ёж

That’s the Russian word for “hedgehog”.

(It helps to allow for the really neat Russian sentence «Где ёж?», “Where’s the hedgehog?”, comprised of five consecutive letters of the Russian alphabet in order.)

One thing that quite fascinates me about the fact that this means “hedgehog” is that I would expect a strong correlation between the shortness of a word and its frequency in text, or its importance in the language. For instance, in English, the short words are mostly those that find a wide span of usage: articles like “a” and “the”, prepositions like “in” and “to”, conjunctions like “or” and “as”, words that one expects to use often. This makes sense, as one would want to express frequently-used language tokens in a short amount of space, for efficiency of ink and of breath, as well as the desire to not feel like one is spending a lot of effort to express a simple idea.

And in Russian, “hedgehog” is just a two-letter, one-syllable word. This is particularly interesting because Russian is a language of a lot of surprisingly long words that one expects to be fairly commonplace. Here are some examples of words longer than «ёж»:

«здравствуйте» (‘hello’: twelve letters, three syllables)
«нуль» (‘zero’: four letters, one syllable)
«один» (‘one’: four letters, two syllables)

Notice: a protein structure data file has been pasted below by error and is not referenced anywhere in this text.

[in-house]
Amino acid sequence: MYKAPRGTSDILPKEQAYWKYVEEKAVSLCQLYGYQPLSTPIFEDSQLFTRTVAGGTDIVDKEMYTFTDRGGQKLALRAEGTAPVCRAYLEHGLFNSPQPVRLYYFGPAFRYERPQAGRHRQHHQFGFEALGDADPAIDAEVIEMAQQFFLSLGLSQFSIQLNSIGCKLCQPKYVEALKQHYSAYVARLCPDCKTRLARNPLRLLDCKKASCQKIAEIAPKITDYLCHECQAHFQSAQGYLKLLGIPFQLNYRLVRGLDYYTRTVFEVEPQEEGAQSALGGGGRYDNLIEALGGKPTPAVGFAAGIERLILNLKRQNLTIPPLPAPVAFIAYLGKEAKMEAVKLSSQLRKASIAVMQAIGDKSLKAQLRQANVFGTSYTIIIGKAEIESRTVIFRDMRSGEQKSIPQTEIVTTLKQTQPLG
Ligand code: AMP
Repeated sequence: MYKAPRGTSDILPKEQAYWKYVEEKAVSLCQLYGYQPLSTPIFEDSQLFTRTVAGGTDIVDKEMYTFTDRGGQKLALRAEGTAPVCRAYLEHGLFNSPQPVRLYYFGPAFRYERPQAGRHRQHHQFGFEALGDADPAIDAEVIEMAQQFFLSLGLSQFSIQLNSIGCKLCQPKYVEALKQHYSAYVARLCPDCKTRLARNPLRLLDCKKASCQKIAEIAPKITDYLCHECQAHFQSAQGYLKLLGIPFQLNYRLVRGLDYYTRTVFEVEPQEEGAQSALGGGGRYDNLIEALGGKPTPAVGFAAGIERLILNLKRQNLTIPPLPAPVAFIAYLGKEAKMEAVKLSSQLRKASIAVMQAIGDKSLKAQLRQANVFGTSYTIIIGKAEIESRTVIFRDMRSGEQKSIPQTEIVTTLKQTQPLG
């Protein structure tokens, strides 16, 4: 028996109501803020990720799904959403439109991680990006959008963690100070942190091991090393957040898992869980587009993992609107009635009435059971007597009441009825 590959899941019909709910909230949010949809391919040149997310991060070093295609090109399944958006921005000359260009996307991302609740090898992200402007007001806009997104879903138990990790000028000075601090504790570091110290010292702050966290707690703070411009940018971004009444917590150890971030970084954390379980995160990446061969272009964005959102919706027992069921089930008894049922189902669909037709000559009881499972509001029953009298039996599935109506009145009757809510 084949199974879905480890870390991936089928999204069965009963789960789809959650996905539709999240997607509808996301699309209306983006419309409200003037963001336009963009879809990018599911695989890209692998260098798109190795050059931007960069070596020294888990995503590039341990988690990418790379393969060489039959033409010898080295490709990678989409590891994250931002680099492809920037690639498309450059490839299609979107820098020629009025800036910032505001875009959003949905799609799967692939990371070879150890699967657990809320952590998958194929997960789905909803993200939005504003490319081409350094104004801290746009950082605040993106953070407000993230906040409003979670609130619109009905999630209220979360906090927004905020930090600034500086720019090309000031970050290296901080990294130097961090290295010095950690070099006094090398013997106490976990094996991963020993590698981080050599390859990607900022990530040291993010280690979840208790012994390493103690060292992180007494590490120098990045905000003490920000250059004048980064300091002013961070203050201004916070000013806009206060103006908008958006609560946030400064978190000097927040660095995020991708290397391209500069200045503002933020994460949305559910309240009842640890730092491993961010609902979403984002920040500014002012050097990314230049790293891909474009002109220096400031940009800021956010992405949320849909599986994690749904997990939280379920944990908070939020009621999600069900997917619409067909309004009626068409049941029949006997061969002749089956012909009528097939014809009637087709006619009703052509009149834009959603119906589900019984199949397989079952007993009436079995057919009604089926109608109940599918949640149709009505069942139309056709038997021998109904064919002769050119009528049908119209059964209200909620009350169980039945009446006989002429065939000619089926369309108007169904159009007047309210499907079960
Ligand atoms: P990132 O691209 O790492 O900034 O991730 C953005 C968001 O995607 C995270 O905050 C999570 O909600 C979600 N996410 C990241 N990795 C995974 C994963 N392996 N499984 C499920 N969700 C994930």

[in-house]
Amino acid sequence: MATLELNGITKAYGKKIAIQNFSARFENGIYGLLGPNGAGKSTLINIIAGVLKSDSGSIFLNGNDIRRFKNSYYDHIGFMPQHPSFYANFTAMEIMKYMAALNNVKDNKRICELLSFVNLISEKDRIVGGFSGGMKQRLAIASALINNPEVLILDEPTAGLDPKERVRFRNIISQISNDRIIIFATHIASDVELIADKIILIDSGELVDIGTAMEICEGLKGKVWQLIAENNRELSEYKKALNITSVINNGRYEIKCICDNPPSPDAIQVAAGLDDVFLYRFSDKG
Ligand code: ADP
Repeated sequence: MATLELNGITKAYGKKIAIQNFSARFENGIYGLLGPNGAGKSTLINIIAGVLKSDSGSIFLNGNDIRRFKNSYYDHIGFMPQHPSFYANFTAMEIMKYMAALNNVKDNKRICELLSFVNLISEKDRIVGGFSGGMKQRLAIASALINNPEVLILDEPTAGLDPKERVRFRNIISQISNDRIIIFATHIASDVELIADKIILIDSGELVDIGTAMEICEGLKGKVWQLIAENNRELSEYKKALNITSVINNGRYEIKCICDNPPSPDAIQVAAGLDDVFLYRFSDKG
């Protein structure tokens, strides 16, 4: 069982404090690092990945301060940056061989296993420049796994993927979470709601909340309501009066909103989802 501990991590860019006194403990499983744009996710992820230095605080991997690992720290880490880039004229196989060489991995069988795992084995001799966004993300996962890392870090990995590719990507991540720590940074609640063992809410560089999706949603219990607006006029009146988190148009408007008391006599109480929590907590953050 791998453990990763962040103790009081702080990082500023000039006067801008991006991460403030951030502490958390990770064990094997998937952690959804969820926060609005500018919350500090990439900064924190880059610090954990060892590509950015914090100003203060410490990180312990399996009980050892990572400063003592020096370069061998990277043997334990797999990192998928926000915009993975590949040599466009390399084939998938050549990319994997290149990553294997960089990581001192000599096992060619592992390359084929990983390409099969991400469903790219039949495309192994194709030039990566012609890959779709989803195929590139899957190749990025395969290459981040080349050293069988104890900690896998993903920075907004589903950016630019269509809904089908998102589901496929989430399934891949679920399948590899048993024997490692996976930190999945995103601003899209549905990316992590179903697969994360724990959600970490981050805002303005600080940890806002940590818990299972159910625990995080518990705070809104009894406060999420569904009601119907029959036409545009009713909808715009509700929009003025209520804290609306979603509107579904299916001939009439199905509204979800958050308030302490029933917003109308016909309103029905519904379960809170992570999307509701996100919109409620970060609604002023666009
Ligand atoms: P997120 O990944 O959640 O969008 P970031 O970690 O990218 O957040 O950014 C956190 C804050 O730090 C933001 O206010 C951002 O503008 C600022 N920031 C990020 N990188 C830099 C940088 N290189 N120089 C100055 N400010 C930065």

«четыре» (‘four’: six letters, three syllables)
«это» (‘this’: three letters, two syllables)
«человек» (‘person’: seven letters, three syllables)
«еда» (‘food’: three letters, two syllables)
«некоторый» (‘some’: nine letters, four syllables)
«использование» (‘use’ (noun): thirteen letters, six syllables)

and some animals one would expect to require reference much more frequently and be more central in society than “hedgehog”:

«собака» (‘dog’: six letters, three syllables)
«кошка» (‘cat’: five letters, two syllables, although there is a three-letter one-syllable word for just male cats)
«медведь» (‘bear’: seven letters, two syllables)

Clearly, the conclusion to make is that hedgehogs are secretly very central and important to Russian society.

I jest, of course. One can definitely expect to find unusual cases of a word for a meaning being surprisingly short or long as a result of the very open process of the evolution of a natural language, and this happens to be a particularly stark example for Russian (in English, ‘ox’ is a two-letter word for an animal, although one could argue that oxen are definitely more germane to human civilization than hedgehogs). There’s some pretty interesting backstory about how certain words got the way they are in Russian: the word for hello, «здравствуйте», comes from “wishing good health”, for example. Still, it certainly manages to quite pique my curiosity that “hedgehog” manages to earn a two-letter spelling in Russian, and I continue to find this a special case that stands out in Russian vocabulary.

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